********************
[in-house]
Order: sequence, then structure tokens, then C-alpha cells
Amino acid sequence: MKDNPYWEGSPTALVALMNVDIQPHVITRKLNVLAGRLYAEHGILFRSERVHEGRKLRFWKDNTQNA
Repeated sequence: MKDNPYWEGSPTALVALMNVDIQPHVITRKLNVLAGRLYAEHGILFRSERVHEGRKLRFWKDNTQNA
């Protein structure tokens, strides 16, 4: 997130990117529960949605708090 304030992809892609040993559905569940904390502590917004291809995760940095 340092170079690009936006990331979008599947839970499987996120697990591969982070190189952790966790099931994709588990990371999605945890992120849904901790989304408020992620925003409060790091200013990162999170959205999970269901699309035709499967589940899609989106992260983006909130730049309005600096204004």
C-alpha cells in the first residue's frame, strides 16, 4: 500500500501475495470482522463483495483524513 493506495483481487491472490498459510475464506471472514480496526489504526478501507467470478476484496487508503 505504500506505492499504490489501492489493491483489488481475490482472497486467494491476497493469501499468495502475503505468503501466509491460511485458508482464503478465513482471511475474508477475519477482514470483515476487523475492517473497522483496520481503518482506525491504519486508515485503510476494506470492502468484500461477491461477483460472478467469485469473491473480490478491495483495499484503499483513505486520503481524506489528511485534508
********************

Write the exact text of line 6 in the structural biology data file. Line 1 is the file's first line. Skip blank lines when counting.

C-alpha cells in the first residue's frame, strides 16, 4: 500500500501475495470482522463483495483524513 493506495483481487491472490498459510475464506471472514480496526489504526478501507467470478476484496487508503 505504500506505492499504490489501492489493491483489488481475490482472497486467494491476497493469501499468495502475503505468503501466509491460511485458508482464503478465513482471511475474508477475519477482514470483515476487523475492517473497522483496520481503518482506525491504519486508515485503510476494506470492502468484500461477491461477483460472478467469485469473491473480490478491495483495499484503499483513505486520503481524506489528511485534508